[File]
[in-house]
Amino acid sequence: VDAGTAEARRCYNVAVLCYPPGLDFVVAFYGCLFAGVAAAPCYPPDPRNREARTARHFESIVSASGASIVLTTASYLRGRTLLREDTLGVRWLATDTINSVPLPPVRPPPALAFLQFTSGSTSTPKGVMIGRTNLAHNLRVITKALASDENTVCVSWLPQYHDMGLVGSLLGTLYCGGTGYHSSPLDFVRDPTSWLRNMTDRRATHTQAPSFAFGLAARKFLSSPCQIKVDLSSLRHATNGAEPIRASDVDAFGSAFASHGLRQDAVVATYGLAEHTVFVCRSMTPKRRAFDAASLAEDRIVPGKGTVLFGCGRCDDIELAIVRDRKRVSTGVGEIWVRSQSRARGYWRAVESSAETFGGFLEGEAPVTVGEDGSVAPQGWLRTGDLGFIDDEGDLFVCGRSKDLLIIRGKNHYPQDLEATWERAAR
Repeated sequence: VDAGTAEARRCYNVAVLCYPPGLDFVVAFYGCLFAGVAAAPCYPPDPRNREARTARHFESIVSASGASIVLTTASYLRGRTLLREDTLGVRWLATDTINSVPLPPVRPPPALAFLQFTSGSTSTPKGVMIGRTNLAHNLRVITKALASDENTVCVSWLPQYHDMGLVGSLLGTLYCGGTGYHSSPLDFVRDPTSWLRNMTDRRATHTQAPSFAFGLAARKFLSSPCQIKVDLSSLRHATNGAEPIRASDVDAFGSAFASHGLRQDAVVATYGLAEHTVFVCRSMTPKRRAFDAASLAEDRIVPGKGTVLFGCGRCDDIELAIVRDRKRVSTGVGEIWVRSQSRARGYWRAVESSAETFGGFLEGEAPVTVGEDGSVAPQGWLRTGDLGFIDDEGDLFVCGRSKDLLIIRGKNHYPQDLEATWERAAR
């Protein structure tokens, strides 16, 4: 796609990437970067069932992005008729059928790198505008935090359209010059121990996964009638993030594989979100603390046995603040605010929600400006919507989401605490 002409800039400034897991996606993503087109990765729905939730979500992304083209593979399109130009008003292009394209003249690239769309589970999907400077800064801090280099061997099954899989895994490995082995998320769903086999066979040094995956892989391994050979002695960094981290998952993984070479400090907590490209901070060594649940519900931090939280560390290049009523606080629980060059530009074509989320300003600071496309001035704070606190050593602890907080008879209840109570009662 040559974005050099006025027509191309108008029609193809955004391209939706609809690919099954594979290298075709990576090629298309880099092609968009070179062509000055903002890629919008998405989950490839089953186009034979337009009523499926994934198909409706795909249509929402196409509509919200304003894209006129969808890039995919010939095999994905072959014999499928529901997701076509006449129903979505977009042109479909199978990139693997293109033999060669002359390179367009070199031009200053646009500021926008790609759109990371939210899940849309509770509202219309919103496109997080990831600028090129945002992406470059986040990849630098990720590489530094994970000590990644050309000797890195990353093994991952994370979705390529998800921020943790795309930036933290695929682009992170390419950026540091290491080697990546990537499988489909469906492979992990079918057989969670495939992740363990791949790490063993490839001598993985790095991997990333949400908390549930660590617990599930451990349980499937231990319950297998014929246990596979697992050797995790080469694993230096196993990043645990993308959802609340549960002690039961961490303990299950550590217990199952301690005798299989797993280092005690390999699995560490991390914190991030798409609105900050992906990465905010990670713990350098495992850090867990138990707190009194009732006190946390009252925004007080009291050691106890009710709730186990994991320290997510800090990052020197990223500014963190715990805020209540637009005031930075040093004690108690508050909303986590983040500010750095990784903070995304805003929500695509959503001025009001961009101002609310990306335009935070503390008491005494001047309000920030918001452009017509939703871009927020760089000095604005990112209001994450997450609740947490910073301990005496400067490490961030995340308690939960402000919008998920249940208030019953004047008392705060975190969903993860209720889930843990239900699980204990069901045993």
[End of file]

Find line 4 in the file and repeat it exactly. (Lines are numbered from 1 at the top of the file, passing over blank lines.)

């Protein structure tokens, strides 16, 4: 796609990437970067069932992005008729059928790198505008935090359209010059121990996964009638993030594989979100603390046995603040605010929600400006919507989401605490 002409800039400034897991996606993503087109990765729905939730979500992304083209593979399109130009008003292009394209003249690239769309589970999907400077800064801090280099061997099954899989895994490995082995998320769903086999066979040094995956892989391994050979002695960094981290998952993984070479400090907590490209901070060594649940519900931090939280560390290049009523606080629980060059530009074509989320300003600071496309001035704070606190050593602890907080008879209840109570009662 040559974005050099006025027509191309108008029609193809955004391209939706609809690919099954594979290298075709990576090629298309880099092609968009070179062509000055903002890629919008998405989950490839089953186009034979337009009523499926994934198909409706795909249509929402196409509509919200304003894209006129969808890039995919010939095999994905072959014999499928529901997701076509006449129903979505977009042109479909199978990139693997293109033999060669002359390179367009070199031009200053646009500021926008790609759109990371939210899940849309509770509202219309919103496109997080990831600028090129945002992406470059986040990849630098990720590489530094994970000590990644050309000797890195990353093994991952994370979705390529998800921020943790795309930036933290695929682009992170390419950026540091290491080697990546990537499988489909469906492979992990079918057989969670495939992740363990791949790490063993490839001598993985790095991997990333949400908390549930660590617990599930451990349980499937231990319950297998014929246990596979697992050797995790080469694993230096196993990043645990993308959802609340549960002690039961961490303990299950550590217990199952301690005798299989797993280092005690390999699995560490991390914190991030798409609105900050992906990465905010990670713990350098495992850090867990138990707190009194009732006190946390009252925004007080009291050691106890009710709730186990994991320290997510800090990052020197990223500014963190715990805020209540637009005031930075040093004690108690508050909303986590983040500010750095990784903070995304805003929500695509959503001025009001961009101002609310990306335009935070503390008491005494001047309000920030918001452009017509939703871009927020760089000095604005990112209001994450997450609740947490910073301990005496400067490490961030995340308690939960402000919008998920249940208030019953004047008392705060975190969903993860209720889930843990239900699980204990069901045993």